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What would u suggest the best file format is?

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Ok say is started producing a terrainmaker in C# and terrainViewer in C++;

However many people have been criticizing me because apparently this method must use managed C++/Cli which shouldnt even be touched.. So too summ up my main points

Specifications
Must have a custom file extension
But be able to read in both c# and C++ without drawing critisim
Needs to store height,width,terrain heights, model positions,other misc map data

So far i have rakked up three methods

1: XML- people hate this way
2: Normal text file-No extensions
3: encrypted text file-same as above?

any suggestions?

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Quote:
 Original post by harminalSo i made a saver and loader using XML...However many people have been criticizing me because apparently this method must use managed C++/Cli which shouldnt even be touched..

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You can use XML without using CLI (for C++ tinyxml is nice)

The only real flaw with XML is that it is a bit bloated, the wide spread availability of libraries makes it a good option for a plain text format.

If you want something better i'd suggest going with a binary format of your own design that stores all the data you need. (You can quite easily write tools to convert the XML data to a binary format)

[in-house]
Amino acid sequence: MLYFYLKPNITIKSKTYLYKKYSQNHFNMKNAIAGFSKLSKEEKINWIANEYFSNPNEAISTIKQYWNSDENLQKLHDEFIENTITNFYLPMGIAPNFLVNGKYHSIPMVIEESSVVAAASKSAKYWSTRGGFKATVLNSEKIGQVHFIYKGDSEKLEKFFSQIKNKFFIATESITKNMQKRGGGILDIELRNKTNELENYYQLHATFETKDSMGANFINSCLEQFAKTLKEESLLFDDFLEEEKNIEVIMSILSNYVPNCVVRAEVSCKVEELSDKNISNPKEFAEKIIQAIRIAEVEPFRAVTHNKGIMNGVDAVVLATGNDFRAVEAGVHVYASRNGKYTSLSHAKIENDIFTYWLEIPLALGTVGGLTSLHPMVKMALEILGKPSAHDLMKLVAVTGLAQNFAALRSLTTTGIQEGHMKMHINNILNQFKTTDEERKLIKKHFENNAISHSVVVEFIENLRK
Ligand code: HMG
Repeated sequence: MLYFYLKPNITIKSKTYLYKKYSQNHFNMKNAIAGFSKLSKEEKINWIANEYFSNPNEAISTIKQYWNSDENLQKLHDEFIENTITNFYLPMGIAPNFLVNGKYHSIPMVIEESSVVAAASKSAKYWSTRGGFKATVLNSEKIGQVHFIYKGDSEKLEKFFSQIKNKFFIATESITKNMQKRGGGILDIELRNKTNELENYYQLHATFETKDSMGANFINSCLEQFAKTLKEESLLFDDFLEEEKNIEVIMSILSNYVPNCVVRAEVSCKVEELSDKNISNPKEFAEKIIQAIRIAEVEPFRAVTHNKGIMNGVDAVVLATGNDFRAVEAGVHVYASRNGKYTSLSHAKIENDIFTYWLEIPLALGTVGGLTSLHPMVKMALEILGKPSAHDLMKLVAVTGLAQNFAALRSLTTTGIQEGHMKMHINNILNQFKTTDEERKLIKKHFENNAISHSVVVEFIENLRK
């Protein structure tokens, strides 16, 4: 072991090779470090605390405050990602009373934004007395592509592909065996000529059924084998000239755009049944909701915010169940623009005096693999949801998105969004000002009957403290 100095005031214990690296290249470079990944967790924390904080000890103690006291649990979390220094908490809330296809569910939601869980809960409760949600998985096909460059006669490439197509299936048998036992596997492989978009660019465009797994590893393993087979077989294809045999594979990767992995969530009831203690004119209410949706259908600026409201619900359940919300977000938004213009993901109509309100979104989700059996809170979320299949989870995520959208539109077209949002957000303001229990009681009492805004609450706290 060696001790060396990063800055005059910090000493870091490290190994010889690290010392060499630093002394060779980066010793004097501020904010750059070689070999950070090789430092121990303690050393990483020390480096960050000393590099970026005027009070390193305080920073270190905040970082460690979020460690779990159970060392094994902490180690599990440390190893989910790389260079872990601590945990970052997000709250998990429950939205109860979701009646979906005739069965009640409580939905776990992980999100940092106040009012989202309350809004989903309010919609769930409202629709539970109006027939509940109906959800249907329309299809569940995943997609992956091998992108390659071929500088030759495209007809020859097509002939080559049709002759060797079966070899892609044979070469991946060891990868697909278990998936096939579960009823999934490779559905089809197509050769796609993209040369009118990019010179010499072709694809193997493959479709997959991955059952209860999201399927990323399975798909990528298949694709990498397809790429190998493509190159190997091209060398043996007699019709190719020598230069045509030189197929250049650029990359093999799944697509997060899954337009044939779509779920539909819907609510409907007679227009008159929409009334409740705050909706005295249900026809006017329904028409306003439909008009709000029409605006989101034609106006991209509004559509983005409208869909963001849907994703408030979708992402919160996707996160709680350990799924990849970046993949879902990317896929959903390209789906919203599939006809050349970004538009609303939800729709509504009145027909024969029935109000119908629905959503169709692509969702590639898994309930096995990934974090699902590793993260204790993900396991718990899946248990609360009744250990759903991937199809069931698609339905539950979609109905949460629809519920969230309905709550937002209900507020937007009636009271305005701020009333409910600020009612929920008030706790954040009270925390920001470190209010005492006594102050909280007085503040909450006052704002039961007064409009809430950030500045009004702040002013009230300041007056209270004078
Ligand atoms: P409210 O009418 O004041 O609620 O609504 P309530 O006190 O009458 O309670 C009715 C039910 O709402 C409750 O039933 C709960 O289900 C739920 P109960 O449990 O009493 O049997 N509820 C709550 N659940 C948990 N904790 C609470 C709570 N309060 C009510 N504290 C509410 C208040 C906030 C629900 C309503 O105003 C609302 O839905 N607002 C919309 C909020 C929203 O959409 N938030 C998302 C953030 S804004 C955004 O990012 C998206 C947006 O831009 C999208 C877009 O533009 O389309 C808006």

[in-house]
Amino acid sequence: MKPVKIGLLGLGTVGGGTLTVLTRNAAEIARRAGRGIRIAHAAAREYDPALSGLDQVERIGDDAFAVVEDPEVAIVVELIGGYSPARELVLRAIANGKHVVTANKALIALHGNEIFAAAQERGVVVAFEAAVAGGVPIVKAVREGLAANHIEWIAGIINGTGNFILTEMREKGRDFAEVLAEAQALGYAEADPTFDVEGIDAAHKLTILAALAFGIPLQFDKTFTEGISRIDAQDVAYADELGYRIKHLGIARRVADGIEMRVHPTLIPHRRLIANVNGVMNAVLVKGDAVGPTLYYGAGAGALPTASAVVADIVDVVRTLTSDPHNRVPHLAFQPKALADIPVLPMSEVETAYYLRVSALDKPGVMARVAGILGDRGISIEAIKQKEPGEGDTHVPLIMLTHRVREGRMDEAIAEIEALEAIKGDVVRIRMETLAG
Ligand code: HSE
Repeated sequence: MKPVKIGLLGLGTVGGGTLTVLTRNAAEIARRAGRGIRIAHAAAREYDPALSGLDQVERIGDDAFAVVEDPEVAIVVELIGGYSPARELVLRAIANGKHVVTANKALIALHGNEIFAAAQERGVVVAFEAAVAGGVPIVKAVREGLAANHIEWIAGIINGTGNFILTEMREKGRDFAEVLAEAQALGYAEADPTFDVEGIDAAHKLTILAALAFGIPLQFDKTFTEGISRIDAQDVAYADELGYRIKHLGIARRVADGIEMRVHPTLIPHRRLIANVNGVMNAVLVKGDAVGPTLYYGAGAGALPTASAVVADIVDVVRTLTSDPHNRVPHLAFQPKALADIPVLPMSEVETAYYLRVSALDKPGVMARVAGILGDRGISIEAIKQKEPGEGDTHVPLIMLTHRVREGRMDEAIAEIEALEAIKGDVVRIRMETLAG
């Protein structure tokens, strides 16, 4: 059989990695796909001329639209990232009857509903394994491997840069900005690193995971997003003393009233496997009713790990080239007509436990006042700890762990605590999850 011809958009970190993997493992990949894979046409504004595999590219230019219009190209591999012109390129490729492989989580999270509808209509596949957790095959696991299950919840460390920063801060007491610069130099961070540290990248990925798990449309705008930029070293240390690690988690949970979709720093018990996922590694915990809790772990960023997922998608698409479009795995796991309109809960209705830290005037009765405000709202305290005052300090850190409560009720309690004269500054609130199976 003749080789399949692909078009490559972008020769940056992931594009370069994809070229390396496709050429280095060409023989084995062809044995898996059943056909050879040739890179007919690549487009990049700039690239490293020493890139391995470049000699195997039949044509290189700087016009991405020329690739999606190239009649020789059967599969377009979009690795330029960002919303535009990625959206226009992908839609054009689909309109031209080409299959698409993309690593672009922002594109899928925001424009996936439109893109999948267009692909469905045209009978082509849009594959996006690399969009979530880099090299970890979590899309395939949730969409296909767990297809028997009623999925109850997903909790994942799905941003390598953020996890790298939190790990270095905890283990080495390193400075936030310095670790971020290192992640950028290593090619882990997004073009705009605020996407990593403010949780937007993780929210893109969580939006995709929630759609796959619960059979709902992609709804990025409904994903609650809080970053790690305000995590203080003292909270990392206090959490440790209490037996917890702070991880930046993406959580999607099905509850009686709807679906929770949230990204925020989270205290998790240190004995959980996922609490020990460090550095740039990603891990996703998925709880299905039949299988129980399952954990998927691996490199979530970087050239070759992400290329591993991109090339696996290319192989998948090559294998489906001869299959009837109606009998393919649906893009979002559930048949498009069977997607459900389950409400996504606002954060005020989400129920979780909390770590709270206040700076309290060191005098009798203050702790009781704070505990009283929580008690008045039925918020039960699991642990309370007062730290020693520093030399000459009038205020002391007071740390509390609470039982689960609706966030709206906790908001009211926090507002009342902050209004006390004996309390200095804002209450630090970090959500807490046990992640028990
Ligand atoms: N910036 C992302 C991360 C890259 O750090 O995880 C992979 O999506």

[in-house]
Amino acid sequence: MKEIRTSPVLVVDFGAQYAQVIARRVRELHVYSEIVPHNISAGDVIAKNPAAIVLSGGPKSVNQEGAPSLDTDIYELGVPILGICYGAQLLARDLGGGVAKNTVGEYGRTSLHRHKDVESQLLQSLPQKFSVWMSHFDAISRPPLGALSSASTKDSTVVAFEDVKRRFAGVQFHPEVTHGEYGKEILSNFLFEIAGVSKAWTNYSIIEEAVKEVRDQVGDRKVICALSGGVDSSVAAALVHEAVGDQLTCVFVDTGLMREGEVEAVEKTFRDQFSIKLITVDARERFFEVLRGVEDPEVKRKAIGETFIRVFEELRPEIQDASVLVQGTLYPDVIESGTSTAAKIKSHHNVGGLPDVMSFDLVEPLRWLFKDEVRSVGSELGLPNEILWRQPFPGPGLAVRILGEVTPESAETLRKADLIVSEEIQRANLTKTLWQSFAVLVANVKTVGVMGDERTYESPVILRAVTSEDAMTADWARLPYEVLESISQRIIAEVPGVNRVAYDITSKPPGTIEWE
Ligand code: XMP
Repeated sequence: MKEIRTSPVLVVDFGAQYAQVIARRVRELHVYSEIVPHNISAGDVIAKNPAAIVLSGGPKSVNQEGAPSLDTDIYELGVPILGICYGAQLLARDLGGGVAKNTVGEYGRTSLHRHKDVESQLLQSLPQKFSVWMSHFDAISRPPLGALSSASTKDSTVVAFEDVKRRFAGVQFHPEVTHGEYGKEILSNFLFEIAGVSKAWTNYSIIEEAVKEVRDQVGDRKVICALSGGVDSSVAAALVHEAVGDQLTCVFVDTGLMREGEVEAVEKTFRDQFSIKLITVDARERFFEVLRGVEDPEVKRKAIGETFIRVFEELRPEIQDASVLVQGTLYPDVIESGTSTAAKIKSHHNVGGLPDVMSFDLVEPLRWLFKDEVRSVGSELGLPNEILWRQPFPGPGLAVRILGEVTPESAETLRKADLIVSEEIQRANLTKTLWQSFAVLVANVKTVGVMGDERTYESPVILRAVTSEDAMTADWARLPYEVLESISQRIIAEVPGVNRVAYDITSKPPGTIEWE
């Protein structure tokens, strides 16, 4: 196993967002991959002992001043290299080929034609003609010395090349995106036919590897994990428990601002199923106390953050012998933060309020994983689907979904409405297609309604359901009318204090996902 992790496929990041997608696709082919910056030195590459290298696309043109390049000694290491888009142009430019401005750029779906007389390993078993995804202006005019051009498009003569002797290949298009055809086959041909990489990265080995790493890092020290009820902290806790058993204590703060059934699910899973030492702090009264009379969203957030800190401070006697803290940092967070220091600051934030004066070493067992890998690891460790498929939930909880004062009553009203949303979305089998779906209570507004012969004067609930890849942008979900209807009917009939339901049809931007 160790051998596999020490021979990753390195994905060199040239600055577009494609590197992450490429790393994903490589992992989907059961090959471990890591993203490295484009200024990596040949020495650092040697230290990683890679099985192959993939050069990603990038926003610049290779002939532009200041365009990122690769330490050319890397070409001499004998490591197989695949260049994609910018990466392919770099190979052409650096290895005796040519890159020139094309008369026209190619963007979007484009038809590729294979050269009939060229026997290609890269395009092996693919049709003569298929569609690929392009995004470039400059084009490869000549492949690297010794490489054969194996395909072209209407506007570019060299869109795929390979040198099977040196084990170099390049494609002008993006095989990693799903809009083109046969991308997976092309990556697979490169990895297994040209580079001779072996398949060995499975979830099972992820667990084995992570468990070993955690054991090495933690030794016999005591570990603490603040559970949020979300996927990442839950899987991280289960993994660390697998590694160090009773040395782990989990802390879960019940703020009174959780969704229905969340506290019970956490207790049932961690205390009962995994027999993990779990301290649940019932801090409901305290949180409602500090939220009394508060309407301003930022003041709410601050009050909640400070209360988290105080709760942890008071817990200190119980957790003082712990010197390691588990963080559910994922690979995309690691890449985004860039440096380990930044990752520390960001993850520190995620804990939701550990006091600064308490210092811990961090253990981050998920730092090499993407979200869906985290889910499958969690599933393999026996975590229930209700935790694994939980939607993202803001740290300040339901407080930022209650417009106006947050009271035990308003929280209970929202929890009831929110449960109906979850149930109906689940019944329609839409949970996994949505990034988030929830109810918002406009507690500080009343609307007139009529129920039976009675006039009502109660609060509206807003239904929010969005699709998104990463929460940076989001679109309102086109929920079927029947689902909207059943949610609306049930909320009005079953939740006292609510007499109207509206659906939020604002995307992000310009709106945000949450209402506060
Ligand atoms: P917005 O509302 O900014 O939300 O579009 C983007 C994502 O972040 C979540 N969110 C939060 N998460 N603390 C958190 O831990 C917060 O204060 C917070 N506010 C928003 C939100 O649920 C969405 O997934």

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Binary format...i guess ill just have to gritt my teeth and go with this as this is what most people say:S

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its not that hard :)

// write somethingFILE* fp = NULL;fopen_s(&fp, "path/to/file", "wb"); // wb for wribe binaryint somevalue = 4;fwrite(&somevalue, sizeof(int), 1, fp);fclose(fp);// read somethingint readval=0;// open file again using fopen, instead or wb you use rb, stands for read binaryfread(&readval, sizeof(int), 1, fp);// readval is now 4.

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XML is great as an intermediate format. For example, exporting to XML from your tools is useful. However it is sensible to stream in from a binary format when loading data into your engine.

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Binary XML (or chunk based format) is also an option.
Everybody can generate XML from a chunk based format or back again.
Back in the day for amiga/playstation dev we used this a lot. Also for PC ofcourse.

The cool thing is that you don't have to have different file format versions. Older programs just ignore new features and new programs can load old files and just use what was available back then.
This is possible because you can just skip past chunks you don't know.

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Quote:
 Original post by wiegje85its not that hard :)*** Source Snippet Removed ***
is sizeof(int) 16,32,64, or something else?

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Quote:
Original post by Daaark
Quote:
 Original post by wiegje85its not that hard :)*** Source Snippet Removed ***
is sizeof(int) 16,32,64, or something else?

If it is C++ it depends on the implementation.

for C++ the only rules for int datatypes are:

sizeof(short)<=sizeof(int)<=sizeof(long)

and that int is able to hold atleast any value between -32767 to 32767 (Which means it has to be atleast 16 bits) (int is usually 32 bit on x86 systems, but a compiler can use a different size and still be standards compliant)

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wouldnt sizeof() return the number of bytes anyway. so 2, 4, 8 instead of 16, 32, 64

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